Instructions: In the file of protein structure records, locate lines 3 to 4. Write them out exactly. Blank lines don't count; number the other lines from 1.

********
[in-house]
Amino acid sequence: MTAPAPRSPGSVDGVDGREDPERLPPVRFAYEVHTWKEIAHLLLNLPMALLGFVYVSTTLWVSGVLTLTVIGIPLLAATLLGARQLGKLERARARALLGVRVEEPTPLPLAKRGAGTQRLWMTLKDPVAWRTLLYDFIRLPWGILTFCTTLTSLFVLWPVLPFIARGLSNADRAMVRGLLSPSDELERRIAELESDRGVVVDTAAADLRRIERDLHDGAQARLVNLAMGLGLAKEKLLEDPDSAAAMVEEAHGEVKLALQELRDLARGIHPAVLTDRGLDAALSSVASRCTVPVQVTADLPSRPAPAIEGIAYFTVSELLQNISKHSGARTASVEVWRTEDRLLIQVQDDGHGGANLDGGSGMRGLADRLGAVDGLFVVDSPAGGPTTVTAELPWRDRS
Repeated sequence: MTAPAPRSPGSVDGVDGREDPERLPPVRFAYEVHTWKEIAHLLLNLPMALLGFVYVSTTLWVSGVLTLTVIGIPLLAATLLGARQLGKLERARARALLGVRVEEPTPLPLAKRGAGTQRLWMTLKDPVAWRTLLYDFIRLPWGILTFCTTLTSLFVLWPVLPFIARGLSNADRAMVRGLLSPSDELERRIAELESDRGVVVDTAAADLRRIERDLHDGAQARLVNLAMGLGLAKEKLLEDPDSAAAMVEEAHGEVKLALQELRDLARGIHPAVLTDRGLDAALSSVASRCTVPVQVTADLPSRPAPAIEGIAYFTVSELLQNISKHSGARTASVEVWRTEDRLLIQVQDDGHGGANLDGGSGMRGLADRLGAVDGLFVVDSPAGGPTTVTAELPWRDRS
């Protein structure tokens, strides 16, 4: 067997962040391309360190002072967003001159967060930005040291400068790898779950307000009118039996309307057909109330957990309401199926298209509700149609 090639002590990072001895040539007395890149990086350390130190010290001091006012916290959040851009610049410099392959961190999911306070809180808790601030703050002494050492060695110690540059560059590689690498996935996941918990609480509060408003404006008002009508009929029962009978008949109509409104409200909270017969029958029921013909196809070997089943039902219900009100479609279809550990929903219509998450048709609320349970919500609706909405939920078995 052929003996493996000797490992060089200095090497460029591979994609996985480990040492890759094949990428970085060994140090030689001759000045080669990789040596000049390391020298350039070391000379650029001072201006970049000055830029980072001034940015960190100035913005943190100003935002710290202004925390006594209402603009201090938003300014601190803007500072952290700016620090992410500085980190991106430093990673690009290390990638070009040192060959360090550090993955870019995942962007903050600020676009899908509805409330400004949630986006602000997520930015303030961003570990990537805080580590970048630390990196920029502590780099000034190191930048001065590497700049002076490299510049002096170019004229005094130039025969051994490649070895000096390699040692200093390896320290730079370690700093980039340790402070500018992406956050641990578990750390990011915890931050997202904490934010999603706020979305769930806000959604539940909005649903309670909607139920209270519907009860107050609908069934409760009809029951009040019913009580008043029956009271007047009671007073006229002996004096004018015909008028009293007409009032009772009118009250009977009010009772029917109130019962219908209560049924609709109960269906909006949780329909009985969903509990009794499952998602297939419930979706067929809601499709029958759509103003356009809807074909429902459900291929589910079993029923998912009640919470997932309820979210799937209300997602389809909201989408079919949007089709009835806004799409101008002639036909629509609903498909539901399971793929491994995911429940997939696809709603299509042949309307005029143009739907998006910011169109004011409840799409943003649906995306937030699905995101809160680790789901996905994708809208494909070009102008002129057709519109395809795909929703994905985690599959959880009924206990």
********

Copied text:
Repeated sequence: MTAPAPRSPGSVDGVDGREDPERLPPVRFAYEVHTWKEIAHLLLNLPMALLGFVYVSTTLWVSGVLTLTVIGIPLLAATLLGARQLGKLERARARALLGVRVEEPTPLPLAKRGAGTQRLWMTLKDPVAWRTLLYDFIRLPWGILTFCTTLTSLFVLWPVLPFIARGLSNADRAMVRGLLSPSDELERRIAELESDRGVVVDTAAADLRRIERDLHDGAQARLVNLAMGLGLAKEKLLEDPDSAAAMVEEAHGEVKLALQELRDLARGIHPAVLTDRGLDAALSSVASRCTVPVQVTADLPSRPAPAIEGIAYFTVSELLQNISKHSGARTASVEVWRTEDRLLIQVQDDGHGGANLDGGSGMRGLADRLGAVDGLFVVDSPAGGPTTVTAELPWRDRS
């Protein structure tokens, strides 16, 4: 067997962040391309360190002072967003001159967060930005040291400068790898779950307000009118039996309307057909109330957990309401199926298209509700149609 090639002590990072001895040539007395890149990086350390130190010290001091006012916290959040851009610049410099392959961190999911306070809180808790601030703050002494050492060695110690540059560059590689690498996935996941918990609480509060408003404006008002009508009929029962009978008949109509409104409200909270017969029958029921013909196809070997089943039902219900009100479609279809550990929903219509998450048709609320349970919500609706909405939920078995 052929003996493996000797490992060089200095090497460029591979994609996985480990040492890759094949990428970085060994140090030689001759000045080669990789040596000049390391020298350039070391000379650029001072201006970049000055830029980072001034940015960190100035913005943190100003935002710290202004925390006594209402603009201090938003300014601190803007500072952290700016620090992410500085980190991106430093990673690009290390990638070009040192060959360090550090993955870019995942962007903050600020676009899908509805409330400004949630986006602000997520930015303030961003570990990537805080580590970048630390990196920029502590780099000034190191930048001065590497700049002076490299510049002096170019004229005094130039025969051994490649070895000096390699040692200093390896320290730079370690700093980039340790402070500018992406956050641990578990750390990011915890931050997202904490934010999603706020979305769930806000959604539940909005649903309670909607139920209270519907009860107050609908069934409760009809029951009040019913009580008043029956009271007047009671007073006229002996004096004018015909008028009293007409009032009772009118009250009977009010009772029917109130019962219908209560049924609709109960269906909006949780329909009985969903509990009794499952998602297939419930979706067929809601499709029958759509103003356009809807074909429902459900291929589910079993029923998912009640919470997932309820979210799937209300997602389809909201989408079919949007089709009835806004799409101008002639036909629509609903498909539901399971793929491994995911429940997939696809709603299509042949309307005029143009739907998006910011169109004011409840799409943003649906995306937030699905995101809160680790789901996905994708809208494909070009102008002129057709519109395809795909929703994905985690599959959880009924206990």